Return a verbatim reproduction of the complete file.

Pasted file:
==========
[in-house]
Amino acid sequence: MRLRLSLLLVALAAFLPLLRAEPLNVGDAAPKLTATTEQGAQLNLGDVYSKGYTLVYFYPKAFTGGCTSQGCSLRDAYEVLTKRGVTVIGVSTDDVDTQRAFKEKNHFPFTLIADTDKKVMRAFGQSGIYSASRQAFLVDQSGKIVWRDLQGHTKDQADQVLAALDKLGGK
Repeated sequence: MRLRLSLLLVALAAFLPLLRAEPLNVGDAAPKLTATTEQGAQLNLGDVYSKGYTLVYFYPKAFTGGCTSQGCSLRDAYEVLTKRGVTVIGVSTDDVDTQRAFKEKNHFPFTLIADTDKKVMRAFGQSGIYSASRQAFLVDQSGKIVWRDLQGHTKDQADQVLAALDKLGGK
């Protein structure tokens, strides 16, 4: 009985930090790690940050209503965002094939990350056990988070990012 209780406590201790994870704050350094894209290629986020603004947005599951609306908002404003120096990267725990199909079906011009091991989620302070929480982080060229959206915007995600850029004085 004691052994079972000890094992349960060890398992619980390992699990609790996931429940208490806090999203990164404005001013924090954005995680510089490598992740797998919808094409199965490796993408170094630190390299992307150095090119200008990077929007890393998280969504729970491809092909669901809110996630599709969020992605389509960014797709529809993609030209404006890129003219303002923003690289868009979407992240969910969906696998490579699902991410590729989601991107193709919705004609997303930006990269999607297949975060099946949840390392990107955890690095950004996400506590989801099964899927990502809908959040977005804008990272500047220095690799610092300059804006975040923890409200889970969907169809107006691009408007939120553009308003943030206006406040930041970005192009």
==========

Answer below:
[in-house]
Amino acid sequence: MRLRLSLLLVALAAFLPLLRAEPLNVGDAAPKLTATTEQGAQLNLGDVYSKGYTLVYFYPKAFTGGCTSQGCSLRDAYEVLTKRGVTVIGVSTDDVDTQRAFKEKNHFPFTLIADTDKKVMRAFGQSGIYSASRQAFLVDQSGKIVWRDLQGHTKDQADQVLAALDKLGGK
Repeated sequence: MRLRLSLLLVALAAFLPLLRAEPLNVGDAAPKLTATTEQGAQLNLGDVYSKGYTLVYFYPKAFTGGCTSQGCSLRDAYEVLTKRGVTVIGVSTDDVDTQRAFKEKNHFPFTLIADTDKKVMRAFGQSGIYSASRQAFLVDQSGKIVWRDLQGHTKDQADQVLAALDKLGGK
């Protein structure tokens, strides 16, 4: 009985930090790690940050209503965002094939990350056990988070990012 209780406590201790994870704050350094894209290629986020603004947005599951609306908002404003120096990267725990199909079906011009091991989620302070929480982080060229959206915007995600850029004085 004691052994079972000890094992349960060890398992619980390992699990609790996931429940208490806090999203990164404005001013924090954005995680510089490598992740797998919808094409199965490796993408170094630190390299992307150095090119200008990077929007890393998280969504729970491809092909669901809110996630599709969020992605389509960014797709529809993609030209404006890129003219303002923003690289868009979407992240969910969906696998490579699902991410590729989601991107193709919705004609997303930006990269999607297949975060099946949840390392990107955890690095950004996400506590989801099964899927990502809908959040977005804008990272500047220095690799610092300059804006975040923890409200889970969907169809107006691009408007939120553009308003943030206006406040930041970005192009």